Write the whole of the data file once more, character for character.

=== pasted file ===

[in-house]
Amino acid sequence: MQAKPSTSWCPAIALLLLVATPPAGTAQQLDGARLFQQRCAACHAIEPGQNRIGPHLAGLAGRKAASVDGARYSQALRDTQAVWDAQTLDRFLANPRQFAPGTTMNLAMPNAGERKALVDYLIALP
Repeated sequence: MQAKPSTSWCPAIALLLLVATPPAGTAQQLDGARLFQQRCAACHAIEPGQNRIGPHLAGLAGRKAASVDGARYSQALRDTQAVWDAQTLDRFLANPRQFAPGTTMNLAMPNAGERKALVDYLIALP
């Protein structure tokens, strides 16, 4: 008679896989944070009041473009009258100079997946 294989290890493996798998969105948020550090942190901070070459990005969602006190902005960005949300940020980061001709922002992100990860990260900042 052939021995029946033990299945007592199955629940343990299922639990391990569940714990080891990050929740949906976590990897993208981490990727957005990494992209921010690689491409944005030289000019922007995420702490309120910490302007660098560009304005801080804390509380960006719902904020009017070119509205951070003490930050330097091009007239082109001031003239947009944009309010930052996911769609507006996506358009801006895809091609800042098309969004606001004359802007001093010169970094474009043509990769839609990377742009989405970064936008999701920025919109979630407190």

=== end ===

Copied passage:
[in-house]
Amino acid sequence: MQAKPSTSWCPAIALLLLVATPPAGTAQQLDGARLFQQRCAACHAIEPGQNRIGPHLAGLAGRKAASVDGARYSQALRDTQAVWDAQTLDRFLANPRQFAPGTTMNLAMPNAGERKALVDYLIALP
Repeated sequence: MQAKPSTSWCPAIALLLLVATPPAGTAQQLDGARLFQQRCAACHAIEPGQNRIGPHLAGLAGRKAASVDGARYSQALRDTQAVWDAQTLDRFLANPRQFAPGTTMNLAMPNAGERKALVDYLIALP
């Protein structure tokens, strides 16, 4: 008679896989944070009041473009009258100079997946 294989290890493996798998969105948020550090942190901070070459990005969602006190902005960005949300940020980061001709922002992100990860990260900042 052939021995029946033990299945007592199955629940343990299922639990391990569940714990080891990050929740949906976590990897993208981490990727957005990494992209921010690689491409944005030289000019922007995420702490309120910490302007660098560009304005801080804390509380960006719902904020009017070119509205951070003490930050330097091009007239082109001031003239947009944009309010930052996911769609507006996506358009801006895809091609800042098309969004606001004359802007001093010169970094474009043509990769839609990377742009989405970064936008999701920025919109979630407190």